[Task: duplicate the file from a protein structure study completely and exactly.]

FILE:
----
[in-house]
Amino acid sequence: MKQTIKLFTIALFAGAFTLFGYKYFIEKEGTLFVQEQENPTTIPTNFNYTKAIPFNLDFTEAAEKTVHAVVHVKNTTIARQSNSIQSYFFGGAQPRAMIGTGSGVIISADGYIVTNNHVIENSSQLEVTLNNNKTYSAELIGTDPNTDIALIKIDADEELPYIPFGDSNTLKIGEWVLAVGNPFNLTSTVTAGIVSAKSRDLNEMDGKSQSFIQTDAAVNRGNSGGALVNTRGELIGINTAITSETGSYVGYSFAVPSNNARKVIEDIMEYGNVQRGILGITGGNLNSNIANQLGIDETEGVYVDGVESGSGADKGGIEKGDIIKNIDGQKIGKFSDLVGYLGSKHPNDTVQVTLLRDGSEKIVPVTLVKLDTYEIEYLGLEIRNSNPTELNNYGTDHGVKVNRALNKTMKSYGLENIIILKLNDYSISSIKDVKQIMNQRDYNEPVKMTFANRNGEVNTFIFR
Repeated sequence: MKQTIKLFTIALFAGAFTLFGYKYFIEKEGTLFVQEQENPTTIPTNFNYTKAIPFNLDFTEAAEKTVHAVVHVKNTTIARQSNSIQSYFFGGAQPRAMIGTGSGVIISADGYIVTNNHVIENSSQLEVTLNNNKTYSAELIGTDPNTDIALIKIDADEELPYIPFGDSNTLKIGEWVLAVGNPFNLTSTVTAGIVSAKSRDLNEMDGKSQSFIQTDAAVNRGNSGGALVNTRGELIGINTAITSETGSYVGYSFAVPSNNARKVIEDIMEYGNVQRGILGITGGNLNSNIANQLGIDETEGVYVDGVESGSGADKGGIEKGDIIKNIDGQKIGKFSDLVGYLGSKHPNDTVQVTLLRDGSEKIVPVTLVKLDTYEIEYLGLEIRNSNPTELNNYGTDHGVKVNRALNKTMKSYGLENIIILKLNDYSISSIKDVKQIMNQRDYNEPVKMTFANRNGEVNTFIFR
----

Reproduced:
[in-house]
Amino acid sequence: MKQTIKLFTIALFAGAFTLFGYKYFIEKEGTLFVQEQENPTTIPTNFNYTKAIPFNLDFTEAAEKTVHAVVHVKNTTIARQSNSIQSYFFGGAQPRAMIGTGSGVIISADGYIVTNNHVIENSSQLEVTLNNNKTYSAELIGTDPNTDIALIKIDADEELPYIPFGDSNTLKIGEWVLAVGNPFNLTSTVTAGIVSAKSRDLNEMDGKSQSFIQTDAAVNRGNSGGALVNTRGELIGINTAITSETGSYVGYSFAVPSNNARKVIEDIMEYGNVQRGILGITGGNLNSNIANQLGIDETEGVYVDGVESGSGADKGGIEKGDIIKNIDGQKIGKFSDLVGYLGSKHPNDTVQVTLLRDGSEKIVPVTLVKLDTYEIEYLGLEIRNSNPTELNNYGTDHGVKVNRALNKTMKSYGLENIIILKLNDYSISSIKDVKQIMNQRDYNEPVKMTFANRNGEVNTFIFR
Repeated sequence: MKQTIKLFTIALFAGAFTLFGYKYFIEKEGTLFVQEQENPTTIPTNFNYTKAIPFNLDFTEAAEKTVHAVVHVKNTTIARQSNSIQSYFFGGAQPRAMIGTGSGVIISADGYIVTNNHVIENSSQLEVTLNNNKTYSAELIGTDPNTDIALIKIDADEELPYIPFGDSNTLKIGEWVLAVGNPFNLTSTVTAGIVSAKSRDLNEMDGKSQSFIQTDAAVNRGNSGGALVNTRGELIGINTAITSETGSYVGYSFAVPSNNARKVIEDIMEYGNVQRGILGITGGNLNSNIANQLGIDETEGVYVDGVESGSGADKGGIEKGDIIKNIDGQKIGKFSDLVGYLGSKHPNDTVQVTLLRDGSEKIVPVTLVKLDTYEIEYLGLEIRNSNPTELNNYGTDHGVKVNRALNKTMKSYGLENIIILKLNDYSISSIKDVKQIMNQRDYNEPVKMTFANRNGEVNTFIFR